Mental Illness and Books

Hi All,

I appeared to have fallen off the face of The Earth for many, many months, and that feels very true in the sense that I have recently felt like I fell of the face of my world, my Earth. I haven't posted on here in really long time because I've been struggling, and it's been hard enough to convince myself to go out into public, to eat and to sleep; let alone pick up a book and read or try to write a blog post about something.

When I was 14 I was diagnosed with Generalised Anxiety Disorder and Emetophobia (which is common to be paired with anxiety), I've previously gone through therapy into attempt to treat both of these, and whilst it worked for a while it didn't last. Autumn of 2016 I  had what I would call a complete breakdown in my mental health.

My mental health and my ability to manage it has been an increasing problem over the last year, and I found myself losing more battles than I was winning. In Autumn this developed into me missing school and having to cancel social events simply because I was too unwell to attend, but somehow I maintained this belief within me that I was still - as okay as one can be; but this perception of myself was shattered in November.

In November I suffered from what I would call a complete breakdown in my mental health, it was like I stopped functioning and I didn't know how to take care of myself any longer. I stopped eating, I no longer slept and I didn't dare venture beyond the limits of my very isolated village. I no longer attended school full time - I still don't now, and I found it hard to do anything because I no longer had the energy to even sit and read for ten minutes. November was the hardest month of my life, it was like I had fallen down a well and I couldn't climb back up and out; I was having panic attacks three to five times a day and I lost weight drastically.

Considering the state I was in in November it is amazing that how I am doing now in late March. My diet has improved considerably and I'm attending my school with the intention to attempt one of my A Levels this year. My sleeping patterns are still a bit fucked, but at least now I have enough energy to workout and go about my day to day life. This has also allowed me to return to reading, and even though progress is slow and the pace at which I read is considerably slower than before it is still such a relief to be able to concentrate on a book again.

After spending my last few months in this state it made me consider the representation of mental health within Literature. I think it's rather lacking, and the most well known book that has prominently featured mental health problems that I've read is All The Bright Places by Jennifer Niven, which I have developed very conflicting feelings about. I have seen many people say the representation of Bipolar Disorder through Finch was accurate and that Niven encapsulated what that means well within the narrative, and I think that she represented how hopeless those with mental illnesses can feel; however I take problem with the representation of help offered in this book. I believe if you're going to write a novel heavily featuring mental illness it needs to be constructive and informative, and All The Bright Places is not, it lacks information on how to reach out for help and how it is okay to do so - mentioning school counselors and showing going on dates can help SOME people is not enough.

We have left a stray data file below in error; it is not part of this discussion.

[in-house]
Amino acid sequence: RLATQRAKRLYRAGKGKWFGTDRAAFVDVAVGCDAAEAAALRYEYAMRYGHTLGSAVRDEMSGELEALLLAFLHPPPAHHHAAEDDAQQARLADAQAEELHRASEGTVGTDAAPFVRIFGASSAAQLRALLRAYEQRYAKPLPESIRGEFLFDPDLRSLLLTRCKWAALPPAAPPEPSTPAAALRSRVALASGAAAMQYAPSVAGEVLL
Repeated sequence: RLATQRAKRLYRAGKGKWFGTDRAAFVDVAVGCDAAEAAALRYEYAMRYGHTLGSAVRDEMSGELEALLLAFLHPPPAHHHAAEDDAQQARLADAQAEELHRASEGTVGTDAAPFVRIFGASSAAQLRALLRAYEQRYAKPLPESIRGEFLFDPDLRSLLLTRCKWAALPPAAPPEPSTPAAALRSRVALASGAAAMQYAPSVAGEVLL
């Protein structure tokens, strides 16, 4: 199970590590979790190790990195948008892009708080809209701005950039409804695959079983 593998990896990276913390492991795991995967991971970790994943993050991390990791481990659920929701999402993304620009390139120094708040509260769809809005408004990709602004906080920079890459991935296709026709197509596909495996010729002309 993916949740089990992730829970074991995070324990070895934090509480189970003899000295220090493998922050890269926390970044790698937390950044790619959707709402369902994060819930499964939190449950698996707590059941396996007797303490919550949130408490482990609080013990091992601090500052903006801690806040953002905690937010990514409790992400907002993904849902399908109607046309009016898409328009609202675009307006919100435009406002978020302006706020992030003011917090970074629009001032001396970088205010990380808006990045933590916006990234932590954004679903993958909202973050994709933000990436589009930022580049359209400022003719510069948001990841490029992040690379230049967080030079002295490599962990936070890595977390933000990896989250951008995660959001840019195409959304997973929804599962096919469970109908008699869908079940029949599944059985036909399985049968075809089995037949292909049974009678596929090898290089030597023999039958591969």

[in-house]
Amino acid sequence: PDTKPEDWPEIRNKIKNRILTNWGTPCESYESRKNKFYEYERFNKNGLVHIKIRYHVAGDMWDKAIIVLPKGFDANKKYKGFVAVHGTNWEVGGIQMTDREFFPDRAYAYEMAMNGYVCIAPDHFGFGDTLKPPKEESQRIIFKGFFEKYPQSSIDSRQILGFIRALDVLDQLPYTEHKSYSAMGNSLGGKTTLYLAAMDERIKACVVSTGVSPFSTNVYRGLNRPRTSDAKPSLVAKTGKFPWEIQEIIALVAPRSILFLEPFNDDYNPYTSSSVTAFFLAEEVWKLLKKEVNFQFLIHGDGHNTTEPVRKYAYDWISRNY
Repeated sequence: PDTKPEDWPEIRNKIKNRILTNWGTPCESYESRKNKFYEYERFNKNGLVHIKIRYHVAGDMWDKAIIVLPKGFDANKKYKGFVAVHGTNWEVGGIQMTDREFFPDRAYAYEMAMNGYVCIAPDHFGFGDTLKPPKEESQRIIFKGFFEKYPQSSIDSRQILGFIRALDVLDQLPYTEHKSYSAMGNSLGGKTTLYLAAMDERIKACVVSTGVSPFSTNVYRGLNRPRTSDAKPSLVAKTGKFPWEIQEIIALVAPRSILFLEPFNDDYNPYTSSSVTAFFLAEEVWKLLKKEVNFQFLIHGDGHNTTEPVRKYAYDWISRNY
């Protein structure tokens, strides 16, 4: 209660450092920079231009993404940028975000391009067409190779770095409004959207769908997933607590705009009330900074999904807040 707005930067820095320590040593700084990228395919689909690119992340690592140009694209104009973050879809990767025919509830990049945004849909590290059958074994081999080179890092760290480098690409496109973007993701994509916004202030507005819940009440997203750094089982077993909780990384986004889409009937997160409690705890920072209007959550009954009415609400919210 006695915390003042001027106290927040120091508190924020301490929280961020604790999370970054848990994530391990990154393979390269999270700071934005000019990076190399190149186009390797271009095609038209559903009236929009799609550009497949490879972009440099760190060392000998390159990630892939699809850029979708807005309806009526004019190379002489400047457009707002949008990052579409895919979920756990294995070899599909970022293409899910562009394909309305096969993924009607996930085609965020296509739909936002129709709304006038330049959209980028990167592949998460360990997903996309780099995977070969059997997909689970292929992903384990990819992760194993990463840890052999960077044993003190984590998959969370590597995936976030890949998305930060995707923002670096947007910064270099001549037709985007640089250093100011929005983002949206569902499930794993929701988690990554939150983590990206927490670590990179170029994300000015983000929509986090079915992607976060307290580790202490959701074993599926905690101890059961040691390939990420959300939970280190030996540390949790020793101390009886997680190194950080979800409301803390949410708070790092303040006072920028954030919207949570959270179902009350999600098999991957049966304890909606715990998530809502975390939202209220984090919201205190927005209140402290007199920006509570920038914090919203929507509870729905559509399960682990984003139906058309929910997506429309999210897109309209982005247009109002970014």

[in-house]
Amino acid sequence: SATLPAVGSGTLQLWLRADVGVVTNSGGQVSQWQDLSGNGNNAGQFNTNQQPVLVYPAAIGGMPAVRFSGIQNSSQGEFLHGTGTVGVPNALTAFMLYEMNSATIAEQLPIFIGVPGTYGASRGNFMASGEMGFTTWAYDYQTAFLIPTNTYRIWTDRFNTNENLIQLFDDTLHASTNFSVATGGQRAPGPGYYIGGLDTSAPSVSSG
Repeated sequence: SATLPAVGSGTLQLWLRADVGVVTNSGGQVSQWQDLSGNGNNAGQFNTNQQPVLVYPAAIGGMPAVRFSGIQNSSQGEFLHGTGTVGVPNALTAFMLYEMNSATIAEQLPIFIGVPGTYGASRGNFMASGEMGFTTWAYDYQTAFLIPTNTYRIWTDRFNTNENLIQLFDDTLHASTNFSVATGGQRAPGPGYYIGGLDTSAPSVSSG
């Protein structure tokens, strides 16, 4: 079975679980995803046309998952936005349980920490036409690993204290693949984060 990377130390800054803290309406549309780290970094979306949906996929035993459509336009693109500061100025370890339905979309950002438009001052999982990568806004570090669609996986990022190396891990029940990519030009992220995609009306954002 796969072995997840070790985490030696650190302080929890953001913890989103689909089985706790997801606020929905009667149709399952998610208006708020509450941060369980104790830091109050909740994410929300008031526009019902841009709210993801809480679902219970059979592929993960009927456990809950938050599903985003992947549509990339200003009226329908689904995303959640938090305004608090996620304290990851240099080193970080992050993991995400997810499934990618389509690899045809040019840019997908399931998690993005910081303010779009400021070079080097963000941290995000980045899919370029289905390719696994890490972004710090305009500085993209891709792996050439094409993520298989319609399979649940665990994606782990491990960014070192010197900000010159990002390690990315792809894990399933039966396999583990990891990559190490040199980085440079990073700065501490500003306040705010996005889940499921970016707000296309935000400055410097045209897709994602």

Within literature, particularly YA literature, we need more books representing a constructive view of mental health. We need books that show us it's okay to reach out for help, and that there are multiple ways of 'getting better' because everyone is different. Whilst I appreciate novels that prompt discussions on mental as All The Bright Places do, we need to take up responsibilities as readers and authors to recognize opening discussions and spreading awareness for mental health is not enough anymore. We need to take an active role in presenting narratives that could help people and be constructive to people who have mental illnesses, not just those who know people who do.

Thank you to everyone who took the time to read this, and if anyone who has any further thoughts on this I would love to hear them (even if they conflict with me own). What's more, I was largely prompted to write this because of Katytastic's recent video which I will link below.

Katytastic's recent video 

This is compiled list of mental health helplines by The NHS:


  1. I'm so glad you're feeling better!

    I never really stopped and thought about how little mental illnesses were in YA. I'd read that but it never really sunk in. Now after reading your post I agree- it should be more in more literature. There's a book called Willow. It's kind of dry and she isn't really suffering from a mental illness as far as I know (if she is it's depression), but it shows how people in situatition need help. It might be worth the read.

    1. Hi! And thank you:)

      Yeah, I had read about it before but it didn't really hit me until recently that it's not really talked about within literature which is really weird. Also thanks for the recommendation, I'll search for it:)


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